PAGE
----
Not surprisingly, this attitude has permeated American religion too. The most popular preachers of our time promise every earthly blessing and demand very little in return. If you want the rewards of prosperity and happiness in this life, Jesus will be happy to provide those things to you. You don’t have to live a life of humility, service, and self-sacrifice. All you have to do is write a check to the guy with the perfect coiffure, the fancy suit, and the million-dollar smile.
What the Bible actually teaches, though, is very different. Yes, the promises that the gospel makes are extravagant. They start with eternal life and go on from there. However, rarely do they concern this-life prosperity, and they come with a catch. If you want to live with Jesus forever, you’d better seek Jesus now.
This process is not easy and painless. Indeed, the opposite is true. In 1 Thessalonians 3:4, Paul reminds the Thessalonians that during the three weeks he spent in Thessalonica, he warned them that they would face affliction for the sake of Christ. Paul didn’t have time to teach them much of anything, but the warning of future adversity was so important that he made time for that.
His prediction was fulfilled very quickly. The same angry mob that chased Paul out of town also laid hands on several of the new Christians. A few decades down the road, the Roman Empire itself would engage in persecution of the early church.
The problem is simple. Jesus is a polarizing figure. Either you love Him, or you want nothing to do with Him. People who love Jesus are called “Christians”, and we find them in His church. People who don’t want anything to do with Him are those outside, and if they don’t like Jesus, they aren’t going to like the people who are trying to be like Jesus either.
If we are loud and proud about our allegiance to the Lord, if we are eager to lead others to Him, and if we stand with Him against every form of evil, all of those things are going to generate pushback from the world. This is always going to happen, whether the ones offended are secular or “religious” like the Pharisees who opposed Jesus. We’ve confronted them with something they don’t like, so they’re going to repay us in kind. The only way to avoid this kind of affliction is to conceal our faith, but if we do that, we are imitating neither the Thessalonian disciples nor the Lord Himself.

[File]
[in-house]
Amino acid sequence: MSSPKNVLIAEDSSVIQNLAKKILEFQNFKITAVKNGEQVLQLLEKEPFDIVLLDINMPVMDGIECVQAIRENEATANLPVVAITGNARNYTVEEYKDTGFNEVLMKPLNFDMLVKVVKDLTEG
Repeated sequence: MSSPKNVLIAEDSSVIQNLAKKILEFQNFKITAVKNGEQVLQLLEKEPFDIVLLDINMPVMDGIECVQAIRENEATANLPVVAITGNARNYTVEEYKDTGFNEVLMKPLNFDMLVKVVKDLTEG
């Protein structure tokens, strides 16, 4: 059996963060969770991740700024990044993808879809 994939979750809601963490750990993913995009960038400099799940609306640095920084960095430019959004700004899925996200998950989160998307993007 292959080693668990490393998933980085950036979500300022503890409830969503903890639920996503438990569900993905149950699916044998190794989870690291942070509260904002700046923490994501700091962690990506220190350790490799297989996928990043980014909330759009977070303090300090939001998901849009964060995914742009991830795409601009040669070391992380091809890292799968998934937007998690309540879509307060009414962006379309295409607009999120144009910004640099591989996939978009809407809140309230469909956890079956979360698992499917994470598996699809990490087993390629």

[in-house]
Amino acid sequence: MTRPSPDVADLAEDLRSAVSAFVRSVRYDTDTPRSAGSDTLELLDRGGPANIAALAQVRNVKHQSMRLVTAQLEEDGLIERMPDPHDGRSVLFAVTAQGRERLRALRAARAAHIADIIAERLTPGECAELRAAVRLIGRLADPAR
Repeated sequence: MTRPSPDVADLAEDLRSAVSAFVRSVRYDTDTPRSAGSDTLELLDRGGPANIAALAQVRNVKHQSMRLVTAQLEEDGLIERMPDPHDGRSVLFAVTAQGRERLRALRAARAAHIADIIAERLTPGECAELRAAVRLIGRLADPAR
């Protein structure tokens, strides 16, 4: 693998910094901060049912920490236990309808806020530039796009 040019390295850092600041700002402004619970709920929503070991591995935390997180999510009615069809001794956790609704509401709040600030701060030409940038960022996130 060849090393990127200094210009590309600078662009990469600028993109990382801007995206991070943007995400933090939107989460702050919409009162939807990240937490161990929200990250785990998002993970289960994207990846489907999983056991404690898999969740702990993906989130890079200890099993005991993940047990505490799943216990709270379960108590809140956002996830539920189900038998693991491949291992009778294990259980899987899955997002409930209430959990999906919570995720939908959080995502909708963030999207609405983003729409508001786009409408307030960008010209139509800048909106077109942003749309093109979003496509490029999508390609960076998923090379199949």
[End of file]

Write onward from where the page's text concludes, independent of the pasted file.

In addition to the other things that make Hebrews challenging for us to follow, the writer assumes that his readership is familiar with the Old Testament. He jumps from allusion to allusion, rarely pausing to explain his references to the Law with more than a phrase or two. However, because our Old-Testament knowledge is rarely the equal of a first-century Jew’s, it’s often worthwhile for us to slow down, flip back to the front part of our Bibles, and figure out what in the world the writer is talking about!
This is certainly useful in Hebrews 6:13-18. The conclusion here is relevant to every Christian—that we should have strong encouragement to seize the hope that is before us. However, the discussion before the conclusion omits the information we need to reach that conclusion. In order to figure out what’s going on, we have to go back to the incident he is discussing, the conversation between God and Abraham in Genesis 22:15-18.
Contextually, Abraham has just won God’s favor by demonstrating his willingness even to sacrifice his own son if God commands him to do so. Now, He is about to explain what this means for Abraham. God begins by swearing an oath by Himself. This is not usual; in fact, there are only three places in the whole Bible where God swears an oath by Himself. Then, He tells Abraham, “I will indeed bless you.”
This is what the writer is talking about in Hebrews 6:17. “I will indeed bless you,” is God’s unchangeable purpose. “By Myself I have sworn,” is the oath He used to guarantee His promise. As the writer observes in 6:18, it’s impossible for God to lie in either of these things, which is where the strong encouragement comes from.
However, the writer does not explain (because he expects his audience to know already) what an ironclad promise that God made to bless Abraham has to do with us. If we can’t fill in that blank on our own, we have to go back to Genesis 22:17-18. There, God specifies that His blessing will take two forms. First, Abraham’s offspring will be as numerous as the stars and the sand. Second, through his seed (singular, not plural, as Paul notes in Galatians 3:16), all the nations of the earth will be blessed.
Now we start seeing why this is relevant! According to Galatians 3:7-9, everyone who has faith is a descendant of Abraham, whether they are Jew or Gentile. Second, as per Galatians 3:16, the singular seed of blessing is Jesus.
Thus, God’s unchangeable purpose and oath have done two things. First, they have prepared a special people for Him, a people that comprises everyone who seeks Him in faith. Second, those two unchangeable things guarantee that those who seek will find blessing in Him through Christ.
Ever wonder if you really, really are going to inherit eternal life because you are faithful? You don’t have to wonder. God has both pledged and sworn it by Himself, and for us, that is strong encouragement indeed!